Cuts and textures are two details that I feel get forgotten in color-filled wardrobes. It’s easy to understand why: when you have a broader color spectrum, you have more options in general and that allows people to pretty much just buy within a few categories. You could have the most colorful wardrobe in the world and just buy t-shirts and jeans. By limiting my color, I had to get more creative with how I brought some excitement to my outfits which forced me to expand the categories of clothes that I bought as well as the details I selected. My wardrobe began to slowly transform and I kept a few of the capsule wardrobe principles in place as it did. I tried to only buy seasonally, I followed a 30-wear rule (I’m not sure if this is a capsule wardrobe thing but Lucy Moon has mentioned it many times so credit where credit is due) and I worked hard to fill in the gaps without too much extraneous shopping.
Now don’t get me wrong, I am still a shopper and I definitely buy outside of the necessities of my wardrobe but very very rarely do I buy outside of my color palette. Since the purge, I believe I’ve added maybe two colored items and both were garments I fell in love with and still to this day, I adore. I went a good year without buying color and I’ve just began to feel the itch to do so. I haven’t wanted to compromise my wardrobe (because I’m quite happy with it) and I definitely don’t want to slip back into my old shopping ways (my bank account is so much better off now) so I had to find a way to slip just a little bit of color in.
The answer I found was accessories. I love having colorful bags and shoes to spice up my all black ensemble every once in a while. Granted because I have the 30-wear rule, I don’t buy a lot of these colorful additions because I know only a few will get the wear they deserve but honestly, a few does the trick. It’s also a little safely net because if I decide that that pop of color is no longer my groove, it’s one or two items that go to Goodwill, not everything I own.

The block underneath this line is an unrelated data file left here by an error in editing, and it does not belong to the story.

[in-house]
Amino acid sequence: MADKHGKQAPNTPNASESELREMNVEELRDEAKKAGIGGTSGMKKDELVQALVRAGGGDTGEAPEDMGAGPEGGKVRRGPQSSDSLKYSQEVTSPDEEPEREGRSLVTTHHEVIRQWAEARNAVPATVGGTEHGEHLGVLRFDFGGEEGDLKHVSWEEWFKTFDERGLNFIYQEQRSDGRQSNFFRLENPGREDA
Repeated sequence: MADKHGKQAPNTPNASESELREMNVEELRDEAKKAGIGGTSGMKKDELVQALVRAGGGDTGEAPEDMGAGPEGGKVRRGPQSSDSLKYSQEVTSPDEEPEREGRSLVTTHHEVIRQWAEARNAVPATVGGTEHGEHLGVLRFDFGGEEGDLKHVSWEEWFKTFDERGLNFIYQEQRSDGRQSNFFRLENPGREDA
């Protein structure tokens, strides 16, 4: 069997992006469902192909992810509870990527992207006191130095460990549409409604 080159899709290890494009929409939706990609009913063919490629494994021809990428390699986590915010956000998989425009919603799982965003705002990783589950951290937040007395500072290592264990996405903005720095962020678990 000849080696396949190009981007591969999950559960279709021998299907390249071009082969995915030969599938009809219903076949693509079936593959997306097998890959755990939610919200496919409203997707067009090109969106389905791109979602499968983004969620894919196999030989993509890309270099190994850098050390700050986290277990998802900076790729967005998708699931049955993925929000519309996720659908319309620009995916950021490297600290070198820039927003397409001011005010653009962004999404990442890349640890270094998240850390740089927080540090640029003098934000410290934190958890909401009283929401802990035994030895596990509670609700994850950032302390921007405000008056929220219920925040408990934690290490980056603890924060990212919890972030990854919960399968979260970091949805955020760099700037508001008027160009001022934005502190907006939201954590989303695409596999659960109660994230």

I’ve had some people say that the way I go about buying is shopping smarter but to be brutally honest, it’s just shopping lazier. When I go into a store, I go straight to the black clothes and if I don’t see anything that tickles my fancy, I make a quick pit stop by the whites and then if I’m still not intrigued, I’m out the door. It’s the same thing with shopping online. I simply open the category I’m looking at, refine the color search for only black and white and it eliminates thousands of temptations that I wouldn’t actually wear. Plus it saves me so much time, I no longer spends hours scrolling through ASOS. Instead it’s a quick nip onto the site if I’m looking for something specific or an hour at most for a leisurely browse.
Moving forward, I doubt I’m going to go back to a full-color wardrobe. With all the idioms surrounding the ideology of ‘if it ain’t broke, don’t fix it’, I believe that my monochrome way of life works perfectly for my lifestyle right now. In five years, maybe it’ll make sense to have a colorful wardrobe (I’ll be hella surprised) and then a switch will be necessary but until then, I’ll be here, happily dressed in all black and white.